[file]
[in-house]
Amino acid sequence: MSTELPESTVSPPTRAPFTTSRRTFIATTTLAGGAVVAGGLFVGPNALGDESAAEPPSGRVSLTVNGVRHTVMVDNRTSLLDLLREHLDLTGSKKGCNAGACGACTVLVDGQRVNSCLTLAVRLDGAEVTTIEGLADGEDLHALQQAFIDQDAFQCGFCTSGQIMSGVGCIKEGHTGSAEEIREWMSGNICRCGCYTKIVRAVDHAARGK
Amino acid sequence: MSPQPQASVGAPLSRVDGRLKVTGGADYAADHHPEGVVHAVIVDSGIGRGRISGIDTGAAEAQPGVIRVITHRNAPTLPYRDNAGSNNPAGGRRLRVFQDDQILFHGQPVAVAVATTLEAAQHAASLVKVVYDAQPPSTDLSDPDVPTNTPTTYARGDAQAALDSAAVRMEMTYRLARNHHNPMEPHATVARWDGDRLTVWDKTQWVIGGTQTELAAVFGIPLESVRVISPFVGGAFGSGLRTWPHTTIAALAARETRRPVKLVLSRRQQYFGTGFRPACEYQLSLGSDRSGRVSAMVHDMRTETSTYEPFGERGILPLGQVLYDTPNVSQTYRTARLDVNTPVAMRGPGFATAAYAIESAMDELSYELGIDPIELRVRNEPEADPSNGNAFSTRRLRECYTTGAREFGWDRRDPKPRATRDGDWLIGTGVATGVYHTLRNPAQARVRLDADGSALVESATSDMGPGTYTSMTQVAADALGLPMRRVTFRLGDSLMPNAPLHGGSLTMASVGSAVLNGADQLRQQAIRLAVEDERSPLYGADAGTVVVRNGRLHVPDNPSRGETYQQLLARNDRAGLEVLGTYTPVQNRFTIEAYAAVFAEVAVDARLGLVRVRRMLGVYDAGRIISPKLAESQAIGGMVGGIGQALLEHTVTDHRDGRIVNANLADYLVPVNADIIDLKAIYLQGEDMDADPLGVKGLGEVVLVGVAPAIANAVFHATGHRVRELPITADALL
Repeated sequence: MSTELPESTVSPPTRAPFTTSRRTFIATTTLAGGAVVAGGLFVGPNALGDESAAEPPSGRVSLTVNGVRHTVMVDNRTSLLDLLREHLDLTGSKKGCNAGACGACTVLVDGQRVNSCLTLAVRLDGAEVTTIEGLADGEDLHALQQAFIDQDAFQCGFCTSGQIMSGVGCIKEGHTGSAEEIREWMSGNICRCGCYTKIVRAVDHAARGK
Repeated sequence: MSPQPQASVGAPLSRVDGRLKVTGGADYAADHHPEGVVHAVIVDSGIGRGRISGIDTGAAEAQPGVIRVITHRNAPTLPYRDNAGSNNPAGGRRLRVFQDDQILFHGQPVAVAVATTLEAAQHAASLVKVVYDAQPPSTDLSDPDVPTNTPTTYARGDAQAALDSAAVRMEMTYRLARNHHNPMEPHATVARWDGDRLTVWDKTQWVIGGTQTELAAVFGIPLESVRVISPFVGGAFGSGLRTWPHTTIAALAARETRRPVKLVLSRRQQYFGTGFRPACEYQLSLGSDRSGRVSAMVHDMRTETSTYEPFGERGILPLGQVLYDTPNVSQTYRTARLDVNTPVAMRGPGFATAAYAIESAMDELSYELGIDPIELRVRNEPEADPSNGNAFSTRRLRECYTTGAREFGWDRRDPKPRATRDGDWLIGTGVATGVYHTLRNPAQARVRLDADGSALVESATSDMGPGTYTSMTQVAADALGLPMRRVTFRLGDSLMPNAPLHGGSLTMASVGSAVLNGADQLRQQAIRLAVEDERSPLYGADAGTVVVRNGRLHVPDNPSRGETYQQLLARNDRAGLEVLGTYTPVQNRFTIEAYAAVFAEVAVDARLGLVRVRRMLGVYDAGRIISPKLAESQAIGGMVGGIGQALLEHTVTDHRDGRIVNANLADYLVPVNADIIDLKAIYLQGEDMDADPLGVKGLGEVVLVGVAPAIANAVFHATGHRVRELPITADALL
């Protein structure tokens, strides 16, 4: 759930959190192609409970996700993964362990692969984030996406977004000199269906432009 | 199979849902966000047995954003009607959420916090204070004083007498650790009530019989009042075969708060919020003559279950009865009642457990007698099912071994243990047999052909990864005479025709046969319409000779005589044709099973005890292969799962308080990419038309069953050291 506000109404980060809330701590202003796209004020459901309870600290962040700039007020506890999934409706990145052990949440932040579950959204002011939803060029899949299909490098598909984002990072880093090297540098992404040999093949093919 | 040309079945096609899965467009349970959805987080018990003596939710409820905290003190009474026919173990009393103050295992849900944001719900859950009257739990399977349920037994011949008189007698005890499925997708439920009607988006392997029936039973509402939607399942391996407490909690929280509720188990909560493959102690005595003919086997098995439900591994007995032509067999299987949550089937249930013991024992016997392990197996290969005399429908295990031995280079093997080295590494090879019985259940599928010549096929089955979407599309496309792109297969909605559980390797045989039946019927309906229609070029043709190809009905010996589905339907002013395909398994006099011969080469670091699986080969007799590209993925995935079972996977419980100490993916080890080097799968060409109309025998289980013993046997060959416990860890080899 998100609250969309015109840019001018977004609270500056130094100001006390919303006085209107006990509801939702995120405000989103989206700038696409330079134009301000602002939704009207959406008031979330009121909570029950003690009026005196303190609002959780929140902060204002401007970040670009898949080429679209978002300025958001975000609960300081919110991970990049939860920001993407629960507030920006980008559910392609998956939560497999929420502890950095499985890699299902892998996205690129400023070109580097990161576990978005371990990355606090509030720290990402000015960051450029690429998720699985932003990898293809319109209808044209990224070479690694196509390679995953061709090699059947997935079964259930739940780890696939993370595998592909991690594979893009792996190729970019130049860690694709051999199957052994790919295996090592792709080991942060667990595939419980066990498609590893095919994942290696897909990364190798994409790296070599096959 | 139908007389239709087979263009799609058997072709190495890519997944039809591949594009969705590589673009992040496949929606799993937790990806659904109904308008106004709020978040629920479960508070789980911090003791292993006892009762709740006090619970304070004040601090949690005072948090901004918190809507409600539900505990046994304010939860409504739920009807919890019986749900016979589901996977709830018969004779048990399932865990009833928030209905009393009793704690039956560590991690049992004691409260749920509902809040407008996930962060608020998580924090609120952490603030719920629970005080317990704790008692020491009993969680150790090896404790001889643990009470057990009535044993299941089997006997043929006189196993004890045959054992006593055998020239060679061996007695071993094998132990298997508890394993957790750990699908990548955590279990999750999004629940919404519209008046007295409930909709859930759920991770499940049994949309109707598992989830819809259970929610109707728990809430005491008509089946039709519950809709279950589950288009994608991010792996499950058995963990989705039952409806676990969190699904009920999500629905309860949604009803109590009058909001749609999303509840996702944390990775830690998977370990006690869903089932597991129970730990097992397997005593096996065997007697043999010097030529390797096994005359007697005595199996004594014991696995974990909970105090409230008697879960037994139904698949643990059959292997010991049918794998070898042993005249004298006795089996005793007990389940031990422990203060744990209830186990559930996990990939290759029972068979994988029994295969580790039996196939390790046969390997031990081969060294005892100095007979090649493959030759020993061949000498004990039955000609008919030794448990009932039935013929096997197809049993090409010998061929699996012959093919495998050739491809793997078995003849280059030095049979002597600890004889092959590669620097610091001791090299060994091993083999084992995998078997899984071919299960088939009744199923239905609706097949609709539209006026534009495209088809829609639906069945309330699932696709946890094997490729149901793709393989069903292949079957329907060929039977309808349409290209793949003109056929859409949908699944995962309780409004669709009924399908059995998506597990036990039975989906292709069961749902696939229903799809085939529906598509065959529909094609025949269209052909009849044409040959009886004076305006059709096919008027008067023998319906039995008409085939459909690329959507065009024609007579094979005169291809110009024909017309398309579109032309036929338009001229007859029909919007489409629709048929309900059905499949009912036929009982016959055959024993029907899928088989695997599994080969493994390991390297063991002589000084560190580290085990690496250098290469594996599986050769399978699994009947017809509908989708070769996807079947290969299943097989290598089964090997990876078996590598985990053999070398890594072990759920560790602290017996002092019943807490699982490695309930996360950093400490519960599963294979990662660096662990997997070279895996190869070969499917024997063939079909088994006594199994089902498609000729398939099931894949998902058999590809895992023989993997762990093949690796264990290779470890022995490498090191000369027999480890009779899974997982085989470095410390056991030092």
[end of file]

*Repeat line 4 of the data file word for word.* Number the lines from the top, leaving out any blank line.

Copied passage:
Repeated sequence: MSTELPESTVSPPTRAPFTTSRRTFIATTTLAGGAVVAGGLFVGPNALGDESAAEPPSGRVSLTVNGVRHTVMVDNRTSLLDLLREHLDLTGSKKGCNAGACGACTVLVDGQRVNSCLTLAVRLDGAEVTTIEGLADGEDLHALQQAFIDQDAFQCGFCTSGQIMSGVGCIKEGHTGSAEEIREWMSGNICRCGCYTKIVRAVDHAARGK